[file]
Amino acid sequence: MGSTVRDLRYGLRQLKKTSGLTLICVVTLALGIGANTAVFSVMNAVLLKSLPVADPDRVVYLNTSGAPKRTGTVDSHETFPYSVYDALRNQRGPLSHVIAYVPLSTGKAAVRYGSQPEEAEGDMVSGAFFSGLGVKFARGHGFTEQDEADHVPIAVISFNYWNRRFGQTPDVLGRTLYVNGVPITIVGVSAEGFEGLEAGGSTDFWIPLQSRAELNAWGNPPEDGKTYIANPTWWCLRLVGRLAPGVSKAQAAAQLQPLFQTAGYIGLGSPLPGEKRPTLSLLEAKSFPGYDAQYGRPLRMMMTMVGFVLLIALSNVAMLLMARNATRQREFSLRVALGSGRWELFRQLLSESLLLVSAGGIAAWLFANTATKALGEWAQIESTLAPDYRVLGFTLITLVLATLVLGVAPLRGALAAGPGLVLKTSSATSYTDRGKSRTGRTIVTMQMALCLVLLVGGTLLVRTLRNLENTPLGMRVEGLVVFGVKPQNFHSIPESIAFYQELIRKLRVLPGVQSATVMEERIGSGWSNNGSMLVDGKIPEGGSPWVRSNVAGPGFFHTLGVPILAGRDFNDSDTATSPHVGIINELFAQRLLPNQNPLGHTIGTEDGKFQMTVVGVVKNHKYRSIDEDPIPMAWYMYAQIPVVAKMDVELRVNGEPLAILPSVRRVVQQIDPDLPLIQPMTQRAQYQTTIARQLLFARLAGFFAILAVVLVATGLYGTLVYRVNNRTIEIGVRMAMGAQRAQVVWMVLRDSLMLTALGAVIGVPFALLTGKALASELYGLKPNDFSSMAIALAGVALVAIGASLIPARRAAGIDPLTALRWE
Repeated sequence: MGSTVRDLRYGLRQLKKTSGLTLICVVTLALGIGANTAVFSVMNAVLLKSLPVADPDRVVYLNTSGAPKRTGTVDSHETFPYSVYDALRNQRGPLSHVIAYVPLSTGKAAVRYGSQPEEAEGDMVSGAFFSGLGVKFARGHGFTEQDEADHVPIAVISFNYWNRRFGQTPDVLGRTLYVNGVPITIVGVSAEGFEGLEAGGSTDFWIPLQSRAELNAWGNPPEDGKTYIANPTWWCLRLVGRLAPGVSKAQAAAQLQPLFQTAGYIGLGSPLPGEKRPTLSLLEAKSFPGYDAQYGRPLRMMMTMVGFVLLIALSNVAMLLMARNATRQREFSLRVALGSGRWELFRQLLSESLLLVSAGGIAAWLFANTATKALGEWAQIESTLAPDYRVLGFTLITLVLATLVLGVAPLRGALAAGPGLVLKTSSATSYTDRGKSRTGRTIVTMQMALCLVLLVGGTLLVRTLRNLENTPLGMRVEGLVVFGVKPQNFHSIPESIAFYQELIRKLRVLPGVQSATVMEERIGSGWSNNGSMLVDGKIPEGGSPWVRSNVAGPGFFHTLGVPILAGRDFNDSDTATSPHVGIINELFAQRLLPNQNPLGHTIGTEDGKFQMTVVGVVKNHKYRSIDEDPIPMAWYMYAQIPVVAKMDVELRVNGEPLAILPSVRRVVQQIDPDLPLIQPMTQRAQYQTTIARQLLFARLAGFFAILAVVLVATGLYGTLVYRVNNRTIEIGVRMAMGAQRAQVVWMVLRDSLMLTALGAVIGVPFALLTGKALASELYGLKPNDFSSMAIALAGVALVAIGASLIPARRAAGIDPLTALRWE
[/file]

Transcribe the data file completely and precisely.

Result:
Amino acid sequence: MGSTVRDLRYGLRQLKKTSGLTLICVVTLALGIGANTAVFSVMNAVLLKSLPVADPDRVVYLNTSGAPKRTGTVDSHETFPYSVYDALRNQRGPLSHVIAYVPLSTGKAAVRYGSQPEEAEGDMVSGAFFSGLGVKFARGHGFTEQDEADHVPIAVISFNYWNRRFGQTPDVLGRTLYVNGVPITIVGVSAEGFEGLEAGGSTDFWIPLQSRAELNAWGNPPEDGKTYIANPTWWCLRLVGRLAPGVSKAQAAAQLQPLFQTAGYIGLGSPLPGEKRPTLSLLEAKSFPGYDAQYGRPLRMMMTMVGFVLLIALSNVAMLLMARNATRQREFSLRVALGSGRWELFRQLLSESLLLVSAGGIAAWLFANTATKALGEWAQIESTLAPDYRVLGFTLITLVLATLVLGVAPLRGALAAGPGLVLKTSSATSYTDRGKSRTGRTIVTMQMALCLVLLVGGTLLVRTLRNLENTPLGMRVEGLVVFGVKPQNFHSIPESIAFYQELIRKLRVLPGVQSATVMEERIGSGWSNNGSMLVDGKIPEGGSPWVRSNVAGPGFFHTLGVPILAGRDFNDSDTATSPHVGIINELFAQRLLPNQNPLGHTIGTEDGKFQMTVVGVVKNHKYRSIDEDPIPMAWYMYAQIPVVAKMDVELRVNGEPLAILPSVRRVVQQIDPDLPLIQPMTQRAQYQTTIARQLLFARLAGFFAILAVVLVATGLYGTLVYRVNNRTIEIGVRMAMGAQRAQVVWMVLRDSLMLTALGAVIGVPFALLTGKALASELYGLKPNDFSSMAIALAGVALVAIGASLIPARRAAGIDPLTALRWE
Repeated sequence: MGSTVRDLRYGLRQLKKTSGLTLICVVTLALGIGANTAVFSVMNAVLLKSLPVADPDRVVYLNTSGAPKRTGTVDSHETFPYSVYDALRNQRGPLSHVIAYVPLSTGKAAVRYGSQPEEAEGDMVSGAFFSGLGVKFARGHGFTEQDEADHVPIAVISFNYWNRRFGQTPDVLGRTLYVNGVPITIVGVSAEGFEGLEAGGSTDFWIPLQSRAELNAWGNPPEDGKTYIANPTWWCLRLVGRLAPGVSKAQAAAQLQPLFQTAGYIGLGSPLPGEKRPTLSLLEAKSFPGYDAQYGRPLRMMMTMVGFVLLIALSNVAMLLMARNATRQREFSLRVALGSGRWELFRQLLSESLLLVSAGGIAAWLFANTATKALGEWAQIESTLAPDYRVLGFTLITLVLATLVLGVAPLRGALAAGPGLVLKTSSATSYTDRGKSRTGRTIVTMQMALCLVLLVGGTLLVRTLRNLENTPLGMRVEGLVVFGVKPQNFHSIPESIAFYQELIRKLRVLPGVQSATVMEERIGSGWSNNGSMLVDGKIPEGGSPWVRSNVAGPGFFHTLGVPILAGRDFNDSDTATSPHVGIINELFAQRLLPNQNPLGHTIGTEDGKFQMTVVGVVKNHKYRSIDEDPIPMAWYMYAQIPVVAKMDVELRVNGEPLAILPSVRRVVQQIDPDLPLIQPMTQRAQYQTTIARQLLFARLAGFFAILAVVLVATGLYGTLVYRVNNRTIEIGVRMAMGAQRAQVVWMVLRDSLMLTALGAVIGVPFALLTGKALASELYGLKPNDFSSMAIALAGVALVAIGASLIPARRAAGIDPLTALRWE